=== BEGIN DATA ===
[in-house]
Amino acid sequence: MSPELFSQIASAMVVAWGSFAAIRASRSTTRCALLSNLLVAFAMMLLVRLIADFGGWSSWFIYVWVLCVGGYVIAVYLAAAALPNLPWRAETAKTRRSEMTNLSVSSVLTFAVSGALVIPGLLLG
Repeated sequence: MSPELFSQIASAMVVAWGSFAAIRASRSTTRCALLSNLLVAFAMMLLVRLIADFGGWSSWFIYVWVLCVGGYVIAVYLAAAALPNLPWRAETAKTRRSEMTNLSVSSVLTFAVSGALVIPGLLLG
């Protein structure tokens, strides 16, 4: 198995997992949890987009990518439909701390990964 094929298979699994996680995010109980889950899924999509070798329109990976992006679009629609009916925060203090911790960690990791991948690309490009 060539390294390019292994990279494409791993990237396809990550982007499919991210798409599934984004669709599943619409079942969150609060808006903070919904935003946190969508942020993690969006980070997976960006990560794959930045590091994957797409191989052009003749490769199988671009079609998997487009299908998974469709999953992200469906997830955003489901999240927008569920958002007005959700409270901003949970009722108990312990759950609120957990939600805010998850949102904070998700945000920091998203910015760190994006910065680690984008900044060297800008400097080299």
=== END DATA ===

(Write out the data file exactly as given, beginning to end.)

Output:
[in-house]
Amino acid sequence: MSPELFSQIASAMVVAWGSFAAIRASRSTTRCALLSNLLVAFAMMLLVRLIADFGGWSSWFIYVWVLCVGGYVIAVYLAAAALPNLPWRAETAKTRRSEMTNLSVSSVLTFAVSGALVIPGLLLG
Repeated sequence: MSPELFSQIASAMVVAWGSFAAIRASRSTTRCALLSNLLVAFAMMLLVRLIADFGGWSSWFIYVWVLCVGGYVIAVYLAAAALPNLPWRAETAKTRRSEMTNLSVSSVLTFAVSGALVIPGLLLG
């Protein structure tokens, strides 16, 4: 198995997992949890987009990518439909701390990964 094929298979699994996680995010109980889950899924999509070798329109990976992006679009629609009916925060203090911790960690990791991948690309490009 060539390294390019292994990279494409791993990237396809990550982007499919991210798409599934984004669709599943619409079942969150609060808006903070919904935003946190969508942020993690969006980070997976960006990560794959930045590091994957797409191989052009003749490769199988671009079609998997487009299908998974469709999953992200469906997830955003489901999240927008569920958002007005959700409270901003949970009722108990312990759950609120957990939600805010998850949102904070998700945000920091998203910015760190994006910065680690984008900044060297800008400097080299």